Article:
In an embodiment in accordance with the invention, the line attributes for each line surrounding a region are used to indicate additional information relating to signal characteristics and accuracy. Attributes such as width, color, and style, may be varied to indicate cross-correlation level, cross-correlation width (of the peak), or other parameters affecting accuracy. For example, the different line styles shown in
In another embodiment in accordance with the invention, region 304 may be assigned two contrasting colors and regions 306, 308, 310 one color representing a range of values for the amplitude. For example, region 304 may use the color black for a range of strongest or highest values and the color red for the remaining values. Areas for the two contrasting colors within region 304 are indicated by the dotted line 312.
And in yet another embodiment in accordance with the invention, regions 304, 306, 308, 310 may include contouring lines similar to those used in topology maps. For example, a number of closely spaced lines may be drawn in region 302, where the distance between each line is related to the amplitudes. The larger the amplitude, the closer the lines are drawn to one another. Regions 304, 306, 308, 310 may each display less closely spaced lines indicating the amplitude is decreasing as the distance from region 302 becomes greater.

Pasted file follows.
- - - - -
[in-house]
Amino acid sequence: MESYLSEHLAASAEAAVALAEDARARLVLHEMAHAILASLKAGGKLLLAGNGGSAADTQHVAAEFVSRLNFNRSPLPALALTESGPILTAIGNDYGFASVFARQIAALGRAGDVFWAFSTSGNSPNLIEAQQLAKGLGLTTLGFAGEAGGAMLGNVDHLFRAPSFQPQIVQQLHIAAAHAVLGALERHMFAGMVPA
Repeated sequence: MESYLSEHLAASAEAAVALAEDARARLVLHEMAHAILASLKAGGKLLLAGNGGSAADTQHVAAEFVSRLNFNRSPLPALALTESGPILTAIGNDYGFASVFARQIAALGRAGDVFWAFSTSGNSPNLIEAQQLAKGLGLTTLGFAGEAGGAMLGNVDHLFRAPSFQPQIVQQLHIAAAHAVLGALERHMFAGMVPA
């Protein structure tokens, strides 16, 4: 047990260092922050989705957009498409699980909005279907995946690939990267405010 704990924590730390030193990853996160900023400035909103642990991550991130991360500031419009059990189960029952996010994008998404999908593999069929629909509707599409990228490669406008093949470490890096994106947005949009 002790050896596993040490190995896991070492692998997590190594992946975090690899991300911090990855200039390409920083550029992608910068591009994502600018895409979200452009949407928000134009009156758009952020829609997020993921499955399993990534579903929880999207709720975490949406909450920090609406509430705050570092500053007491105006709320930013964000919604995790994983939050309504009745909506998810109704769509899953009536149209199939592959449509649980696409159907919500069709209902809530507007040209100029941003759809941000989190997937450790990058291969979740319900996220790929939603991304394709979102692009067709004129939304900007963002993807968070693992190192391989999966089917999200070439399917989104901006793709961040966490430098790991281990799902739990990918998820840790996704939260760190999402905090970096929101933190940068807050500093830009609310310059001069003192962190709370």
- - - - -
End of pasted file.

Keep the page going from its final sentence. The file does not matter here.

The spacing between each hyperbolic line represents a given time difference, such as, for example, 600 nanoseconds. One or more line attributes such as width, color, and style may be varied for each hyperbolic line to indicate additional information. For example, one or more line attributes may indicate cross-correlation level, cross-correlation width (of the peak), or other parameters affecting accuracy in an embodiment in accordance with the invention.